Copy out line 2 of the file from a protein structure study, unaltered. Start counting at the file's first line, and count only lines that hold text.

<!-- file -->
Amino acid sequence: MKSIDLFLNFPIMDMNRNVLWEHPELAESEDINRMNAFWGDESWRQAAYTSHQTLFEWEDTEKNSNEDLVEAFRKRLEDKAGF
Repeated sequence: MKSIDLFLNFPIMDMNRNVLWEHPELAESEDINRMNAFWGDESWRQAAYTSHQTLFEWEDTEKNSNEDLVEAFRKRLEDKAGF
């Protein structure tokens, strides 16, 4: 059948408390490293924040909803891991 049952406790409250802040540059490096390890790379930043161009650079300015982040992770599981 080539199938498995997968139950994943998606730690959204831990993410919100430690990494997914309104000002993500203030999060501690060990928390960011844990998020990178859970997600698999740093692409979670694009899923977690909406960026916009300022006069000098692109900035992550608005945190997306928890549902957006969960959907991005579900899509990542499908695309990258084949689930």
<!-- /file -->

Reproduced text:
Repeated sequence: MKSIDLFLNFPIMDMNRNVLWEHPELAESEDINRMNAFWGDESWRQAAYTSHQTLFEWEDTEKNSNEDLVEAFRKRLEDKAGF